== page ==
The regional irrigation wells, of which there are about 6, cumulatively affect the water levels at this point about 5-6 feet every year.  Of course, the pumping levels are lower yet as you get closer to the individual pumping wells.  In some cases, Mid-August pumping levels can be 50 - 70 feet lower than the static water levels of these heavily pumping irrigation wells.  You can also see that the water level impacts are much quicker than the recovery impacts.  This has to do with aquifer parameters, which affect pumping cones of depression, which influence water levels.

It is interesting that the lowest pumping levels over the past 3 years are increasing slightly, which may or may not mean good news, while the recovery levels (highest annual points) bounce around a bit.  It's important to understand that these highs represent actual physical recovery levels and not theoretical recovery levels.  We're finding that the recovery periods would continue past the start of the next irrigation season if allowed to do so, meaning the theoretical high points are being influenced by pumping.  The question is, to what degree?  Do we need to consider full recovery levels from year to year in order to more definitively describe what the water table is doing?  We're working a bit on projecting full recovery levels, but it's a lot of assumptions and statistics at this point in time.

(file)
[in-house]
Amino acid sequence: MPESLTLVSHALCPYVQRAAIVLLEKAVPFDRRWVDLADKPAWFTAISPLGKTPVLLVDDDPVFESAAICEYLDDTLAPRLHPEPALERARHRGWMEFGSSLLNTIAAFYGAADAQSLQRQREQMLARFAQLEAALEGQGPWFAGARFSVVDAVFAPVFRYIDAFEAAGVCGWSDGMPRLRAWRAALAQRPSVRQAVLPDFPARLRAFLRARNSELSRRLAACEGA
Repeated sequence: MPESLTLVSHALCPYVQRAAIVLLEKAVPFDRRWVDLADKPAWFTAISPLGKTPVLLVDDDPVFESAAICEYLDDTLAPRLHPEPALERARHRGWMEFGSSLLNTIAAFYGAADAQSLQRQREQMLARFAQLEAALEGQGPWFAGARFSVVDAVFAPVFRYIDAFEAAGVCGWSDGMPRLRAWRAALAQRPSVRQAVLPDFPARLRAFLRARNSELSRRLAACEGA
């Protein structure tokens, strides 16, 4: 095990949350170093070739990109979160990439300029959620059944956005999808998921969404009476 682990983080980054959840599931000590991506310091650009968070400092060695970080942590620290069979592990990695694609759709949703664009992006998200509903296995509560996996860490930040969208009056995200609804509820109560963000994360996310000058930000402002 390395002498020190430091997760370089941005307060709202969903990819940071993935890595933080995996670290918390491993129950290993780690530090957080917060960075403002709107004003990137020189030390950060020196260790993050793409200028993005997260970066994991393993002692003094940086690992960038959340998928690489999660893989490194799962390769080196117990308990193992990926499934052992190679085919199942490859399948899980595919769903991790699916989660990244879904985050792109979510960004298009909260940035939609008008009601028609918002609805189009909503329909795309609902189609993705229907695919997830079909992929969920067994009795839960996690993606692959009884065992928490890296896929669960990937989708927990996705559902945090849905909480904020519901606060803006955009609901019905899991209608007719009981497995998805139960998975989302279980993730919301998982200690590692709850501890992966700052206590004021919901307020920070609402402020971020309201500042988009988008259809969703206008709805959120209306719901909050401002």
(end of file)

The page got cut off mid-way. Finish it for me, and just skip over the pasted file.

What I like about this arrangement is that longer term trends can easily be looked at - as opposed to just today's data, yesterdays levels, and a comparison to the monthly average.  Oh, the hourly and daily variations are due to changing barometric pressures.  A low pressure regime will cause the water table to rise a few inches, while high pressure lowers the level a like amount.  We can see a 5-6 inch rise or decline over a days time due to pressure alone.  The real serious water level data in Kansas is further adjusted for barometric influences as well - where the regional pressures have been recorded and can be correlated.  I only wish we had a bunch more of these index wells logged.


Thursday, March 24, 2011

Kansas Water Transfer Act

A water transfer in Kansas means the transportation of 2,000 AF or more per year for use at a point 35 miles or more away.  The act is administered by a Water Transfer Panel made up of the chief engineer, the secreatry of the Kansas Department of Health and Environment and the Director of the Kansas Water Office - 3 state agency heads.  The chief engineer is the chair of the panel. 

Basic tenets are: 

1) No transfer can be approved that would reduce the amount of water required for present or any reasonably foreseeable future needs by users in the source area.  (Of course, there are exceptions, like if the panel thinks the benefits to the state for approving the transfer will outweigh the benefits to the state for not approving it; or, the panel says an emergency exists which affects the public health, safety or welfare; or, the governor declares an emergency affecting the public health, safety or welfare.)  

2)  No water transfer can happen: (1) If such transfer would impair water rights; and (2) if the transfer is for use by a public water supply, unless the panel determines that a conservation plan has been implemented by the applicant that meets state guidelines, has been in effect for a year or more, and implements a rate structure which encourages efficient water use.

3)  No transfer shall happen without an application and a public hearing.